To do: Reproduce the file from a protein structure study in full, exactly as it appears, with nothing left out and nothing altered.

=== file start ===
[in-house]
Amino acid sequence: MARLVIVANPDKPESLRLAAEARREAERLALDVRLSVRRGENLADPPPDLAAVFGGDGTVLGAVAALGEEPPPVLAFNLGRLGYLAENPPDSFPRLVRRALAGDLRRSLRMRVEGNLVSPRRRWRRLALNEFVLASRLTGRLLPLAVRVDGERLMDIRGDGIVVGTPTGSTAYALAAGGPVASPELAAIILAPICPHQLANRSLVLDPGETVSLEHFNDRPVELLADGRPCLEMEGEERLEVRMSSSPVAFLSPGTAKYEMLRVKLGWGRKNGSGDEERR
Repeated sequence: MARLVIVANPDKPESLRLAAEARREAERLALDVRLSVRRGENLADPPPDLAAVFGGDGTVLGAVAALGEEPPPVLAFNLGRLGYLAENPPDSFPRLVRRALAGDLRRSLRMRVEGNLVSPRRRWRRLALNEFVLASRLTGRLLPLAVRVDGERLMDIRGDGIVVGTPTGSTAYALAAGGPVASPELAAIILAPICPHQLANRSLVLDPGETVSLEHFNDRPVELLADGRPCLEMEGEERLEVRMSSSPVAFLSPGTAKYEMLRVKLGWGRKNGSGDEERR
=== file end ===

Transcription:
[in-house]
Amino acid sequence: MARLVIVANPDKPESLRLAAEARREAERLALDVRLSVRRGENLADPPPDLAAVFGGDGTVLGAVAALGEEPPPVLAFNLGRLGYLAENPPDSFPRLVRRALAGDLRRSLRMRVEGNLVSPRRRWRRLALNEFVLASRLTGRLLPLAVRVDGERLMDIRGDGIVVGTPTGSTAYALAAGGPVASPELAAIILAPICPHQLANRSLVLDPGETVSLEHFNDRPVELLADGRPCLEMEGEERLEVRMSSSPVAFLSPGTAKYEMLRVKLGWGRKNGSGDEERR
Repeated sequence: MARLVIVANPDKPESLRLAAEARREAERLALDVRLSVRRGENLADPPPDLAAVFGGDGTVLGAVAALGEEPPPVLAFNLGRLGYLAENPPDSFPRLVRRALAGDLRRSLRMRVEGNLVSPRRRWRRLALNEFVLASRLTGRLLPLAVRVDGERLMDIRGDGIVVGTPTGSTAYALAAGGPVASPELAAIILAPICPHQLANRSLVLDPGETVSLEHFNDRPVELLADGRPCLEMEGEERLEVRMSSSPVAFLSPGTAKYEMLRVKLGWGRKNGSGDEERR